The more people involved in a photo shoot, the more there will be a chance for chaos and misunderstanding and frustration. That’s just a fact. Because people. Of course, we’re here to mitigate that and we’re quite good at it. ((patting us on the back)) But there are also a lot of things you can do to guarantee not just surviving a family photo shoot but having fun while doing so.
We’ll take a look at tips for photo shoots with children and then with extended family. We’ll break this down for you into before and during tips to make things easier.
As we always say, make sure to focus on why you’re doing this. You love these people (even when they’re being a pain in the butt!) and you want to preserve these memories for later. You also probably would like to have a good time, so work with someone who brings that energy. ((cough… us… cough)) Go here to read more about how we Meads approach family and portrait photography.
Surviving a family photo shoot with children
Before the day…
- plan, plan, plan. We’ll help with this, of course, but the more planning you do beforehand, the better things will go on the day of.
- it seems obvious that you don’t want to wait until the last minute to plan outfits, but take this up a notch: don’t wait until the last minute to prep those outfits. Clean and set aside all the special clothing, including all the underclothes, shoes, and accessories like jewelry, hair pieces, hats, etc.
- when selecting outfits, keep in mind what your children would tolerate on an average day. If they aren’t normally okay with headbands, for example, why use one for a photo shoot? It’s cute, but it’s likely going to cause an issue.
- be aware of your own jewelry. Are you wearing something that will only distract kids and turn into possible toys?
- plan hair and makeup ahead of time. Don’t do anything drastically different. If you know someone hates having her hair in a ponytail, don’t put it in a ponytail.
- here are some tips for planning outfits for your family photo shoot.
- keep props simple for the same reason. They can easily become distractions and turn into unneeded games.
- pack snacks and drinks. Keep them simple and think about mess. Hide them from younger children unless your friendly photographer (that’s me!) asks you to offer some.
- prepare a bag of tricks: hand wipes, tissues, a favorite toy (for last resort), perhaps an extra shirt… think ahead. What might happen considering your unique child/ren?
- if your children are old enough, have a family sit down and talk about what you’re about to do. Describe the day. Talk about concerns. Tell them why this is important to you.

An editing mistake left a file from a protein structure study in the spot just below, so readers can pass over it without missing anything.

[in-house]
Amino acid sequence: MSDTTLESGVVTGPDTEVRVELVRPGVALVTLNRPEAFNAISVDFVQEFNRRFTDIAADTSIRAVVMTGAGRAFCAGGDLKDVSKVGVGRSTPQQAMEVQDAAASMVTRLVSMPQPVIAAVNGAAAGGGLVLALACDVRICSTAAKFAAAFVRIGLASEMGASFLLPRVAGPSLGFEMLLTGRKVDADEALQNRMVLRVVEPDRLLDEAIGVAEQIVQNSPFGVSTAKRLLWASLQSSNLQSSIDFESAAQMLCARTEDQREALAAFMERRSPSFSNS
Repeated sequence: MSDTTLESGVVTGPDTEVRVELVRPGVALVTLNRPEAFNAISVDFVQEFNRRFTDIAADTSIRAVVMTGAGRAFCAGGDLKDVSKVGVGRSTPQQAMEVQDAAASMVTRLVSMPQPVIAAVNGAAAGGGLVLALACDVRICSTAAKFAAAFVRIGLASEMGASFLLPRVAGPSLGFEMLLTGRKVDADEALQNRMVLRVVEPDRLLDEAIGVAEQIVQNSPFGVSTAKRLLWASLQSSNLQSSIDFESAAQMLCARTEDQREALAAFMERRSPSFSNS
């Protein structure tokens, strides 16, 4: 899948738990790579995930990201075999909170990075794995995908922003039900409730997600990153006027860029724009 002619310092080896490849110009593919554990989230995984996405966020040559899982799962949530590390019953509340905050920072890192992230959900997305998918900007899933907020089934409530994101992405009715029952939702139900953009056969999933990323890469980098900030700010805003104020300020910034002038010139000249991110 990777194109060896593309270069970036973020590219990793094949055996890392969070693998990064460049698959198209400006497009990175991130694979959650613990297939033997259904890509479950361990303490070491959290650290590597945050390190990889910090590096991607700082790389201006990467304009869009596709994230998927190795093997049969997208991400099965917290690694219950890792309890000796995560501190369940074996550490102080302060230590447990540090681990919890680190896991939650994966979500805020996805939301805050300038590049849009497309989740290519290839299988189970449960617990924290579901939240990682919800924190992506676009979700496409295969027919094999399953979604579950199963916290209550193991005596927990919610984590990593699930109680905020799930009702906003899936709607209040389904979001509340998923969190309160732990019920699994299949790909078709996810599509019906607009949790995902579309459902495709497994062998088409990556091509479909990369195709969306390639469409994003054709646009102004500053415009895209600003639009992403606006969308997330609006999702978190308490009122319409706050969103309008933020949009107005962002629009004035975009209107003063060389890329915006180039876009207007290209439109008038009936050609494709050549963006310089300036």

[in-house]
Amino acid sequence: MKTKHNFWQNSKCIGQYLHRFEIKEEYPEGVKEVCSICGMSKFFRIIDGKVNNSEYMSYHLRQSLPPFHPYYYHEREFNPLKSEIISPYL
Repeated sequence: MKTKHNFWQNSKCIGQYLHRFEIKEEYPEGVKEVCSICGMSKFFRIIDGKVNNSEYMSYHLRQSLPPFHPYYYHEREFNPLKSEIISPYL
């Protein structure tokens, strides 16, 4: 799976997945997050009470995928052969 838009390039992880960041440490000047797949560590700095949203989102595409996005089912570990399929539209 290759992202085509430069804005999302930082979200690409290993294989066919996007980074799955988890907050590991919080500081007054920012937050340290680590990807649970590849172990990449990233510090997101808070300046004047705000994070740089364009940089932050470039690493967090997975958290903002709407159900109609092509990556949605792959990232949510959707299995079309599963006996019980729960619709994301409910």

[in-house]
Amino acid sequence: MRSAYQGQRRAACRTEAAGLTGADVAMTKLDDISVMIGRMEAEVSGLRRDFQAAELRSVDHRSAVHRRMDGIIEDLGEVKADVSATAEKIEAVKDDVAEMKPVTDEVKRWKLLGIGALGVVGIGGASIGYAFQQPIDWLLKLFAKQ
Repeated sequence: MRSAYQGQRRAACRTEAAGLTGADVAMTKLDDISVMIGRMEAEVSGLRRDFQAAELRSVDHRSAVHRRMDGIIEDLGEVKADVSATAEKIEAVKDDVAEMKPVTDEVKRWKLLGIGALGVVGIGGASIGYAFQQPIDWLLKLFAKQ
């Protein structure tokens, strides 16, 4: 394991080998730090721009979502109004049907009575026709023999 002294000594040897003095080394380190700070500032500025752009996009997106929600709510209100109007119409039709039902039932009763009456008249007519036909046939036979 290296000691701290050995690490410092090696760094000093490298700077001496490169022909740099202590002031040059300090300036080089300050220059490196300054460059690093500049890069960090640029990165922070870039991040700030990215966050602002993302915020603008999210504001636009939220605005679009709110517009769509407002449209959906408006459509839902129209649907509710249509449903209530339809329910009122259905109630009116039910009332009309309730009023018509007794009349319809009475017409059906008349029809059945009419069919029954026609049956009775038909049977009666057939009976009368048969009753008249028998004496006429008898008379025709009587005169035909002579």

The day of…
- think about how long it normally takes to get your family ready to go somewhere special. Then add lots of time to that so you’re not already fed up with each other before you even leave the house.
- arrive on time. Your photographer will appreciate this but also? It’s best not to arrive flustered and already full or adrenaline. We want you to start out in peaceful space… all of you. As much as possible.
- let the kids be kids. It’s best to let them be the boss(es), so to speak. Follow their lead. Trying to control them or get them to do certain poses is likely not going to work. So keep an open mind about what the story your photos are going to tell. When we approach the experience this way, you’ll get the story of your unique family and not some preconceived notion about what family photos “should” look like.
- relax and just be with each other. Pay attention to each other and not the idea of having your photos taken. You don’t want to look at the photos later and remember that the day was difficult.
Surviving an extended family photo shoot
Before the day…
- if you need some convincing about this larger project, here are some reasons to have a multigenerational photo shoot.
- a lot of the same tips apply, including bags of snacks. Adults can get just as grouchy as children if they’re overstimulated and underfed. (Or is that just me? Tell me that’s not just me…)
- when it comes to a photo shoot that spans many decades in age, you really want to take extra time to consider your location. Perhaps you will want to make sure there are options other than standing or being on the ground. Find a place that has some sort of seating. That’s not too hard in a beautiful park.
- if there are a lot of people involved, you might want to let go of the idea of outfit coordination and just let each smaller family unit be totally themselves.
- make sure everyone is clear that this is a group photo shoot. It’s about the extended family and not about the units that make that up.
The day of…
- try to impress upon everyone the importance of arriving on time. We know that with some family members this can be… quite challenging. But it really does set the tone for the day.
- don’t worry too much about what the kids are up to. Let the adults act as anchors in the photos. If the group is large, you’ll probably have at least one child looking the wrong way in every shot. Give in to the beauty of imperfection. Photos like that, again, contain stories. You all aren’t a bunch of robots. And we’ll do our best to get everyone’s attention at the same moment. We have all kinds of tricks so let us do the worrying.
- just like with your own nuclear family, relax and enjoy one another.
Remember that you’re doing this … to remember. Everything and everyone changes so fast. Take these moments to capture what is in this moment. And think about doing this on a more regular basis so you can look back through time and not miss a chapter.
A little side note: make sure to date and label your family photos for future generations. And if you have old photos for which you have no idea of dates, go here for some helpful tips about how to figure that out.